Soya bean is another good enterprise with very lucrative return on investment and, more importantly, compatible with double cropping cycles.
Going forward let me emphasise the issue of early preparations to the upcoming summer season. We need to have clarity on cropping programmes at farm level.
Generally, the most suitable soil for maize is one with a good effective depth, favourable morphological properties, good internal drainage, an optimal moisture regime, sufficient and balanced quantities of plant nutrients and chemical properties that are favourable specifically for maize production.
Let me also emphasise the importance of liming to, among other things, improve the Fertiliser Use Efficiency (FUE) by crops. Using fertiliser alone without lime results in poor fertiliser uptake and reduces the economic benefit of using fertiliser.
Liming also generally improves soil structure and nutrient availability in the soil and ultimately crop productivity and to a greater extend improves livelihoods and the economy at large.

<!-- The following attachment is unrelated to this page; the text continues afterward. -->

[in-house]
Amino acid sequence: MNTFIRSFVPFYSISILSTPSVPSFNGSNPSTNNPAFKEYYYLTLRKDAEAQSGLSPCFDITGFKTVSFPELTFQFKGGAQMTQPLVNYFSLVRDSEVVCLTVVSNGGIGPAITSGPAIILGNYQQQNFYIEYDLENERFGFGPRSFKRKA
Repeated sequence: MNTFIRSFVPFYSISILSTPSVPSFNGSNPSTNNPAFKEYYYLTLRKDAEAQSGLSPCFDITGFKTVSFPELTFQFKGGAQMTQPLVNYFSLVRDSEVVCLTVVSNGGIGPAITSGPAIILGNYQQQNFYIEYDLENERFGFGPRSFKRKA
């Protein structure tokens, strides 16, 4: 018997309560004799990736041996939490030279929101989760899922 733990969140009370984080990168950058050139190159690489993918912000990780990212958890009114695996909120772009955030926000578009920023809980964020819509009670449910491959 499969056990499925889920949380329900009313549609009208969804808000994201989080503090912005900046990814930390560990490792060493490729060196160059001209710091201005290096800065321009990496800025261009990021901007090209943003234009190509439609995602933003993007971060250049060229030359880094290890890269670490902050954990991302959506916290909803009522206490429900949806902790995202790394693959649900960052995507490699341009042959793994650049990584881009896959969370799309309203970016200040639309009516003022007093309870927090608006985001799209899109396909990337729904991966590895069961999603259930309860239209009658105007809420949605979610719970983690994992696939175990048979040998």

Commercial agriculture is exactly what the term implies. It is a serious business. And, among the pillars of commercial agriculture are mechanisation and irrigation facilities. Serious commercial farmers must ensure that their operations are highly mechanised and they have working irrigation facilities.
Appropriate mechanisation should be used as a tool to improve production; reduce costs/output in the long run; maximise efficiency and optimise yields and output.
Tractors, harvesters, tractor drawn equipment, storage silos, driers and irrigation among others are critical resources a commercial farmer should have.
The future of our agriculture sector lies in the youth.
We must therefore commit to investing in and promoting their development; and encourage their participation in all our activities.
Partnerships are also an important factor in agriculture as without them, we cannot hope to adequately fill up our granaries.
As such, seed companies’ contribution to food security by working with government through projects like Command Agriculture is vital and should be continued in future projects.
Denias Zaranyika is Seed Co Zimbabwe managing director